Thorvalla - Kickstarter Update #1
Here is the first update of Thorvalla on Kickstarter, talking about the first day and about the game engine and looks of the game.
The first day of our campaign is over and we’ve heard a lot of voices making their support for the project known. Naturally, there have also been a number of questions, of course. All of you want to see more of the game, and that is completely understandable. You are excited about the project, as are we. I would be lying if I said I wasn’t giddy to the bone.
However, at such an early stage of the project, it is not easy to create material that lends itself to being shown off. Much of it would be simply confusing or misleading. Currently, there is a lot of experimentation going on, as we try to lock down the look and feel of the game, and the first sketches we put up along with this campaign are a perfect example, how quickly wrong impressions can be created. Therefore, let me just assure everyone that we are not going for a cartoony look. These first sketches were just random ideas that artist Juan Garcia jotted down based on story ideas we floated around the team. Juan has a strong comic book background and as a result some of his images also turned out a bit comic book-like. Visually, this is not the style we are aiming for. What we do aim for is the kind of kinetic energy you can see in his drawings. There are some incredible dynamics at work in his pictures, creating very striking poses. That part, we definitely strive for; characters that instantly fascinate and rev up your imagination.
The actual look of the game will be much more realistic, offering beautifully painted characters and 3D-modeled representations of them. We may be a bit experimental in parts of the game, but I give you my promise that the look will not be part of it. I am simply too much in love with traditional fantasy paintings.
There is also some confusion already about the core technology we will be using, so let me try to cut through the muddle a bit. In various statements I pointed out that we have not yet decided whether we will use an isometric view, a perspectively corrected 2.5D or a full 3D approach.
Understand that this is merely a matter of aesthetics, nothing else. The viewpoint will always be the same. Regardless of the underlying graphics technology to draw it, the game will always have a top down view. The technology changes nothing in that. The only difference it makes for us as developers is how we implement it, and how we will have to prepare the graphic assets. That is a perfectly normal process, however, and is how games are developed. Unless you start out determined to use a specific technology, you run tests to determine feasibility before you commit to something that will have consequences for the entire length of the project, and this pre-production phase is exactly the time to do these sorts of evaluations.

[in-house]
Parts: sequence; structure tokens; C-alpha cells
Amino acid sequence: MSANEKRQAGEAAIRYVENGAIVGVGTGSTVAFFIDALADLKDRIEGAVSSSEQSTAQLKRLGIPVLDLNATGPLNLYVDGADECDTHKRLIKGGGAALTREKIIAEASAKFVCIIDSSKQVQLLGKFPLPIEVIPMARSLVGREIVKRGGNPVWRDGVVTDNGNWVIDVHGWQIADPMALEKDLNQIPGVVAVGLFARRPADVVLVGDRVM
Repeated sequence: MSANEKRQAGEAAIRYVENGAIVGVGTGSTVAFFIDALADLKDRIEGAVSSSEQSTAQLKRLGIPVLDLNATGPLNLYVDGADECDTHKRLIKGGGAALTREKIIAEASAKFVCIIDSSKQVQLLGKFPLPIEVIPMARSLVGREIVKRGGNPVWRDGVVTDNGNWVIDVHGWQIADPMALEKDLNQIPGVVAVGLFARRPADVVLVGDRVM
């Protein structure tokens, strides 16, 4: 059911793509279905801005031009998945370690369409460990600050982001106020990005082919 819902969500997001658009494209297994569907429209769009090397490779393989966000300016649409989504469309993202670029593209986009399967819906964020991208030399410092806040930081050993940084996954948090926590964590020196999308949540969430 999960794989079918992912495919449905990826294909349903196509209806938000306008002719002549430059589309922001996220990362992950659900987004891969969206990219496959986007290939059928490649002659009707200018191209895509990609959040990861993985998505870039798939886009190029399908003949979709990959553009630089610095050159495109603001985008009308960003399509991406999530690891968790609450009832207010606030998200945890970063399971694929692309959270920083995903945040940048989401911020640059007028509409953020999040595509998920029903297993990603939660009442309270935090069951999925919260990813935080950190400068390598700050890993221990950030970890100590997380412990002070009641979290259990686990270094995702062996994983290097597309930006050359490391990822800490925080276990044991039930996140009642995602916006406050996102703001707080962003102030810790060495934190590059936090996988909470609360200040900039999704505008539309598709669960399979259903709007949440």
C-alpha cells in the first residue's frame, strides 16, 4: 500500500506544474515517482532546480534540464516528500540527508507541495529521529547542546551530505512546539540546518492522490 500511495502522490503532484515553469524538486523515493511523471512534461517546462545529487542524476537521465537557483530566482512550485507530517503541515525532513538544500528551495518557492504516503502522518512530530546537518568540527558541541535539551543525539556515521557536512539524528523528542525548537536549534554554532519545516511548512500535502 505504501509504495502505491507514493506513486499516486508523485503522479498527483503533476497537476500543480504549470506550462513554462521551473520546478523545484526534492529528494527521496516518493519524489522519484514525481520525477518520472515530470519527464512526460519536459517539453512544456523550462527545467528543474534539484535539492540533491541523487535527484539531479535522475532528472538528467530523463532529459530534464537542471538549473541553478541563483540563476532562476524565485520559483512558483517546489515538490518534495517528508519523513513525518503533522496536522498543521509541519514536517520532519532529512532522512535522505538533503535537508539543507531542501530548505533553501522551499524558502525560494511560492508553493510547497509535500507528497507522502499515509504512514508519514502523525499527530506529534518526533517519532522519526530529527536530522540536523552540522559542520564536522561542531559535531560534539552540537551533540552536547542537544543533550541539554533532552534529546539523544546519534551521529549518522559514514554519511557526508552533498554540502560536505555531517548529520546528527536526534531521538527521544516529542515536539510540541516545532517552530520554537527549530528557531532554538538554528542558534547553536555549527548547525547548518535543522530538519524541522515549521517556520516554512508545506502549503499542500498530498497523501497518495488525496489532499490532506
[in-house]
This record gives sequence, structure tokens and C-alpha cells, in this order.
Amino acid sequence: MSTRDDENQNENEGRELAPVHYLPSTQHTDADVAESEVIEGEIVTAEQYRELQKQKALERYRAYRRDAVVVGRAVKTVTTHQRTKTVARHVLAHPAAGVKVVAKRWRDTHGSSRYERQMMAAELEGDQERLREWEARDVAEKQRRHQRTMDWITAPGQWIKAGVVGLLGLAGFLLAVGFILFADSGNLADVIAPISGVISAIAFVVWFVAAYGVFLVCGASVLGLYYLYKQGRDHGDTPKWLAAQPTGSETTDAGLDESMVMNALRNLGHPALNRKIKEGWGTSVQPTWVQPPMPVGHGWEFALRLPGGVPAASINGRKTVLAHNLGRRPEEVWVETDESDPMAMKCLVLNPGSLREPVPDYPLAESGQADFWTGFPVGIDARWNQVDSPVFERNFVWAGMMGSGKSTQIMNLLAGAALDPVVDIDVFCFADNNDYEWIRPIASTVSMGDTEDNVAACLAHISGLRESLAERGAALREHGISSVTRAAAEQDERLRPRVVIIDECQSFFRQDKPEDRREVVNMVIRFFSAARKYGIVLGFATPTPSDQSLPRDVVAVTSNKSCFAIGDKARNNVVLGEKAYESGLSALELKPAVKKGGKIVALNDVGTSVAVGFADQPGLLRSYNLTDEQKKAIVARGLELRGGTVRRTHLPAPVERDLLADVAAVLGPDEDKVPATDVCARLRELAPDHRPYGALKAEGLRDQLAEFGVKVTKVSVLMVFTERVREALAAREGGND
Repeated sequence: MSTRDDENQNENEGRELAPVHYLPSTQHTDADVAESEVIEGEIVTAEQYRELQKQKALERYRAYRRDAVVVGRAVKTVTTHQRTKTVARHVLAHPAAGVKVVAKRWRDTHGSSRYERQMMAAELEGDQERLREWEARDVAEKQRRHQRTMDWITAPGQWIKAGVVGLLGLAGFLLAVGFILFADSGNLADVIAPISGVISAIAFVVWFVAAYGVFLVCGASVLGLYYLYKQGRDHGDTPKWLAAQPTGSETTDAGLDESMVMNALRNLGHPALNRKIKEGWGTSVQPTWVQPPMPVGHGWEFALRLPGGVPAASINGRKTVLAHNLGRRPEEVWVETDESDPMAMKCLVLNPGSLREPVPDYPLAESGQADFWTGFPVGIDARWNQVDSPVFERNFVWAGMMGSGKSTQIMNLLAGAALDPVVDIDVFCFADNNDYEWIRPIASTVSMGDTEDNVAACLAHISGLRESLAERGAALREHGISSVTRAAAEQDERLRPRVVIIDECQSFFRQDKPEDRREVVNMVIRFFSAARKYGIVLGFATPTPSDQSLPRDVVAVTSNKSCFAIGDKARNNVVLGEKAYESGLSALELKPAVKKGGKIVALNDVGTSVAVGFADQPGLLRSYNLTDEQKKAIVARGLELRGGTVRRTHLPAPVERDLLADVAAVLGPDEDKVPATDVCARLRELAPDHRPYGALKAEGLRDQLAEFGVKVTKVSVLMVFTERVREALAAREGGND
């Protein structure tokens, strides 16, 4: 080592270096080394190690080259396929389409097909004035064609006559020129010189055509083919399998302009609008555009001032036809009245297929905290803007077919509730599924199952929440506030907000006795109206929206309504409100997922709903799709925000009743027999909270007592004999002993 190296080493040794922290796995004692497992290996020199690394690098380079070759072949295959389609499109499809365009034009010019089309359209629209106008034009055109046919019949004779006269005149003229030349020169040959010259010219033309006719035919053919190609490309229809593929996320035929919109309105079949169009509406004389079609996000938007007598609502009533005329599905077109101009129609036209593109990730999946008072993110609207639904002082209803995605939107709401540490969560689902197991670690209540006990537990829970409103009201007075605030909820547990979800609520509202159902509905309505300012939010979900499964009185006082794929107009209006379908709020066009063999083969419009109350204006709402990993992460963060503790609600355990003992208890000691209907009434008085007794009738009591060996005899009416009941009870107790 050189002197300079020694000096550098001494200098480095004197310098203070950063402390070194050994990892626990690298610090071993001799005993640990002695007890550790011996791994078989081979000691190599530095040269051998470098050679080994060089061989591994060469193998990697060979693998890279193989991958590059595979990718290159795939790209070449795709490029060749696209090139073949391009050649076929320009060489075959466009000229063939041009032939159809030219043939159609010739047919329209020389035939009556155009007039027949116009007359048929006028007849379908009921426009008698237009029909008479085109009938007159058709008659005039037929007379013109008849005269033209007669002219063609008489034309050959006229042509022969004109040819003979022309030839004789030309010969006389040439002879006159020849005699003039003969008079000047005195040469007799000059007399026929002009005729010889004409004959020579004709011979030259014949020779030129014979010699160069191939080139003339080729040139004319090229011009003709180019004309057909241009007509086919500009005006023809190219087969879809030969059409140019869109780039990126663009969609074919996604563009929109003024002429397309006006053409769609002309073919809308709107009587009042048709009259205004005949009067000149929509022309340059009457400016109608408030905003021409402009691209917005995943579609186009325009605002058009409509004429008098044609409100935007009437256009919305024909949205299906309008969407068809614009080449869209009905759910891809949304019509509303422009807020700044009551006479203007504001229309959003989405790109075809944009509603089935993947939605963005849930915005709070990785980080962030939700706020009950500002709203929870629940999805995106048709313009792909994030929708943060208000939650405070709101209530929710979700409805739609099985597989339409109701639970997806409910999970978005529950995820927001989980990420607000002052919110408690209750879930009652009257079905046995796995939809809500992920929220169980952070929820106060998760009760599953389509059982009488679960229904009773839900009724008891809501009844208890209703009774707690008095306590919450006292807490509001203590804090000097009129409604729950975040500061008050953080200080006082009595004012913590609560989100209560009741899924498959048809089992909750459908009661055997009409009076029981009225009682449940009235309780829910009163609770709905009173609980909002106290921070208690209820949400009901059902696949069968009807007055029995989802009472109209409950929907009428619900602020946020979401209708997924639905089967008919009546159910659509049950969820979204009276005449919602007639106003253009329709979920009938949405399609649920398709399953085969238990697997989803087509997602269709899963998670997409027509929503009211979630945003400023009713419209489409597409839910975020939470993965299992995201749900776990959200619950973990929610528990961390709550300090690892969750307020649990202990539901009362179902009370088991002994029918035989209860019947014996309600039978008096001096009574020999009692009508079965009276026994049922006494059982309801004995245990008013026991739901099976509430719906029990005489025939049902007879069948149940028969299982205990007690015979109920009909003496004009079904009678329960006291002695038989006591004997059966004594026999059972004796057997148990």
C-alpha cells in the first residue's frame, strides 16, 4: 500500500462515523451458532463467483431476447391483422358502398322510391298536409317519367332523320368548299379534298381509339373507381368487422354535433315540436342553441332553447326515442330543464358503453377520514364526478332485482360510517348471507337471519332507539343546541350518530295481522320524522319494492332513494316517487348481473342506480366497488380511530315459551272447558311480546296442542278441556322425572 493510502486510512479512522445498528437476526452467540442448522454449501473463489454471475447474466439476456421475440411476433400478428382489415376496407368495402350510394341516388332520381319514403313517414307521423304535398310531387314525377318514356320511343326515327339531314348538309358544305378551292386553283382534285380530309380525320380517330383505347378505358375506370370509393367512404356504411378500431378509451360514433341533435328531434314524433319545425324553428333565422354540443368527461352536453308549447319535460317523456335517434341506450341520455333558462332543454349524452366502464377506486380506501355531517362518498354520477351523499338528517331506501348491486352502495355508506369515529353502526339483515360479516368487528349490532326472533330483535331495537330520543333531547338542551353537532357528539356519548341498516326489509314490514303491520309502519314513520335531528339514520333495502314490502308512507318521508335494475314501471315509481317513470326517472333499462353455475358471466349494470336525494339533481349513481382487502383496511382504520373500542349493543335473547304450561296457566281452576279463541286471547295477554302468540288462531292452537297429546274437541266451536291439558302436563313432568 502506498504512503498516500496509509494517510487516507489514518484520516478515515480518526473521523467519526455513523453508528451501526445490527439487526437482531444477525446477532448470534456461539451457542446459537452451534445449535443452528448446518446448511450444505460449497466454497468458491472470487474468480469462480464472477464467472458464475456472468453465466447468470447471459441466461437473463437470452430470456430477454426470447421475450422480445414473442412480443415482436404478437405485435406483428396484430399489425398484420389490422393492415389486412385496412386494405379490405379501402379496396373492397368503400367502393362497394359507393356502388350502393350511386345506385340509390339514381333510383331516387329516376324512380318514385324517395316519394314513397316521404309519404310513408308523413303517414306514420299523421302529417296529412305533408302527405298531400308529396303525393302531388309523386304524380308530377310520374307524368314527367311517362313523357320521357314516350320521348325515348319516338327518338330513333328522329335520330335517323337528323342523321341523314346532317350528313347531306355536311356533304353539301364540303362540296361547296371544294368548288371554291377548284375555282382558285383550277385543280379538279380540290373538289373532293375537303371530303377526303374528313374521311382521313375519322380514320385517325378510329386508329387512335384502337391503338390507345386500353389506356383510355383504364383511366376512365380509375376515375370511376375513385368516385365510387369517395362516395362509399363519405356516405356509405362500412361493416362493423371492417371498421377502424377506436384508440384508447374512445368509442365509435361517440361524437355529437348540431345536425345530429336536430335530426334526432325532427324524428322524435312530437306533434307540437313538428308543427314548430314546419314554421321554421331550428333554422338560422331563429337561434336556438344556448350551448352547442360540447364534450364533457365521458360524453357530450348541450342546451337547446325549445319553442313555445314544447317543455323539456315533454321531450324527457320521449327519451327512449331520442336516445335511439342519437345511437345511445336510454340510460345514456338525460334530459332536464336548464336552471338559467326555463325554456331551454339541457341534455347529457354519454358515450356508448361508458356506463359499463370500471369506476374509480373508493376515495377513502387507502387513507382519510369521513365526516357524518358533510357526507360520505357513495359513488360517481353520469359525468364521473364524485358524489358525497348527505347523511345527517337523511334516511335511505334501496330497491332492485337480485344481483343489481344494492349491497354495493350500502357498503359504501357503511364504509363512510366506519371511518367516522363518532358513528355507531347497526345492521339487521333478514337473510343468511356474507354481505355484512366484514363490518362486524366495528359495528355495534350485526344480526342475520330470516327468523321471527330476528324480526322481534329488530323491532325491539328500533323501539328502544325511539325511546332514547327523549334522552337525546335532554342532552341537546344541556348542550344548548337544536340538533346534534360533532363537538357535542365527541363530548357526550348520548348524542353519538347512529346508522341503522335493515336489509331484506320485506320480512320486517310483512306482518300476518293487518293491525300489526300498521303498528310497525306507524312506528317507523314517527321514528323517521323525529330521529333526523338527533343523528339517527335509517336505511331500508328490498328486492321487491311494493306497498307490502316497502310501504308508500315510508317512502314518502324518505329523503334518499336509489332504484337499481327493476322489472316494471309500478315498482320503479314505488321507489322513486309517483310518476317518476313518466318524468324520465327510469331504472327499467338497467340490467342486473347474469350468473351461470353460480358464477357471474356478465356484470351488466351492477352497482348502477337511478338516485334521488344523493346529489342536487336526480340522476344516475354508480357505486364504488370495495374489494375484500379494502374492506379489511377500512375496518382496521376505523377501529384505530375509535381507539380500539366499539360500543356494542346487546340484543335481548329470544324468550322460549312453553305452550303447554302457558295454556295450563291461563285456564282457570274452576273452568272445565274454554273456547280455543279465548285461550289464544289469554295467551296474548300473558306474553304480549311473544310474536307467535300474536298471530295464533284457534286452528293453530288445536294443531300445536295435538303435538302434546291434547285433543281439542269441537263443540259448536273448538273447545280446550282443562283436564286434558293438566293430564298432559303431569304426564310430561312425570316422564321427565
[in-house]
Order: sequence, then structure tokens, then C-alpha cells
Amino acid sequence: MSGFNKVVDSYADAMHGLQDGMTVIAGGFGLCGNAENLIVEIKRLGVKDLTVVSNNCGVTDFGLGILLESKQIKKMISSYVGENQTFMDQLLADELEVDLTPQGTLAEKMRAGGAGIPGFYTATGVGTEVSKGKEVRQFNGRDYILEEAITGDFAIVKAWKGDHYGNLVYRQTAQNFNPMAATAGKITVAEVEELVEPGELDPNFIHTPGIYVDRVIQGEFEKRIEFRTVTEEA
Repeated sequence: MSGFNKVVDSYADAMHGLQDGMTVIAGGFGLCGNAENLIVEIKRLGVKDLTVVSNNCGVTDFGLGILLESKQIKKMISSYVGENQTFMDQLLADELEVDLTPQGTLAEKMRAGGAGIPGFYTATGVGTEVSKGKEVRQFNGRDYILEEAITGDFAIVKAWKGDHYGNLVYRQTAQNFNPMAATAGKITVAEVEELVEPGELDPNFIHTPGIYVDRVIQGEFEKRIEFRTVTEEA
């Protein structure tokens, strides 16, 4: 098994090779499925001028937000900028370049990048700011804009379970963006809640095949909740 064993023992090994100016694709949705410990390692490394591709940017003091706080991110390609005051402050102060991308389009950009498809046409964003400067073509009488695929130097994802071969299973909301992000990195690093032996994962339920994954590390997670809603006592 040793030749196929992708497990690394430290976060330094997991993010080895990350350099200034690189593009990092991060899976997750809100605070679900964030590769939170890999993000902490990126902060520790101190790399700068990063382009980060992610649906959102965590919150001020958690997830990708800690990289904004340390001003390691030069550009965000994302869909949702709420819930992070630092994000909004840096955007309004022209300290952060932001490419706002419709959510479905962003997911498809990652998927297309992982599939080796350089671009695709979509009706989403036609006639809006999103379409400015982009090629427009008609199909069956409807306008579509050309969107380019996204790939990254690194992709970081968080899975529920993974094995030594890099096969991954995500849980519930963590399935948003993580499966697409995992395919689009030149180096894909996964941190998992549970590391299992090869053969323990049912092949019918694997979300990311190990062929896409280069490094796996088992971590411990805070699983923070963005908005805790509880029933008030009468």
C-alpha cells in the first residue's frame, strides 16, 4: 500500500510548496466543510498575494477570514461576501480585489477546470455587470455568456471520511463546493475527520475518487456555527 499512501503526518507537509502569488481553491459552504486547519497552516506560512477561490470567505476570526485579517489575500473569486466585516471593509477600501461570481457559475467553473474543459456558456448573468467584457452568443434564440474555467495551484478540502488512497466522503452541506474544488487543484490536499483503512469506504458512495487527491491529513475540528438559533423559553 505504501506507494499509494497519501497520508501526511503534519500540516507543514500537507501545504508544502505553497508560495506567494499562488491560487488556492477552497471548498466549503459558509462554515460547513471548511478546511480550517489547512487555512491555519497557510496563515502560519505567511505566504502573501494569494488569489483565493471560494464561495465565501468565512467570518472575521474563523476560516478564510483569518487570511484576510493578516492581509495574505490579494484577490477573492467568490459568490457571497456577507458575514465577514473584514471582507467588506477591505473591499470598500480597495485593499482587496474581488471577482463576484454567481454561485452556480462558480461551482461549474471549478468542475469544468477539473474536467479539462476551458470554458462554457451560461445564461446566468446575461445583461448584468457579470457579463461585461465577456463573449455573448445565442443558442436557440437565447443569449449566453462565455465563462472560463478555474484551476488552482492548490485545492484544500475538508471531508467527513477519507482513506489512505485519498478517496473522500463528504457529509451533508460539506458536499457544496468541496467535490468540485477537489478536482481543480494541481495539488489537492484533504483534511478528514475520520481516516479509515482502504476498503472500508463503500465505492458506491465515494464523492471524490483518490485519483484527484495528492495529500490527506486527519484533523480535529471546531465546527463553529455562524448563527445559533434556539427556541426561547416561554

Making games is a highly iterative process and we will provide a lot more materials and information as time goes by. I am sure it will be a very thrilling look behind the scenes into the making of games for many of you, a process that for most of you has traditionally been hidden behind closed doors. With our project, we’ll give you an insider’s view of the process.
We will start putting out materials and more details as soon as we think they are suitable to be seen by a wider audience, and that they truly reflect ideas we are seriously considering. I feel strongly that especially at this, the funding stage, it is crucial not to send the wrong signals. Naturally, it is also important to satisfy the hunger for information, so we will try to balance it all nicely to keep everyone happy. If all else fails, you can always bank on our extensive experience and the knowledge that we are dedicated to creating a high quality and polished product, and that we have the track record to prove that we can do it.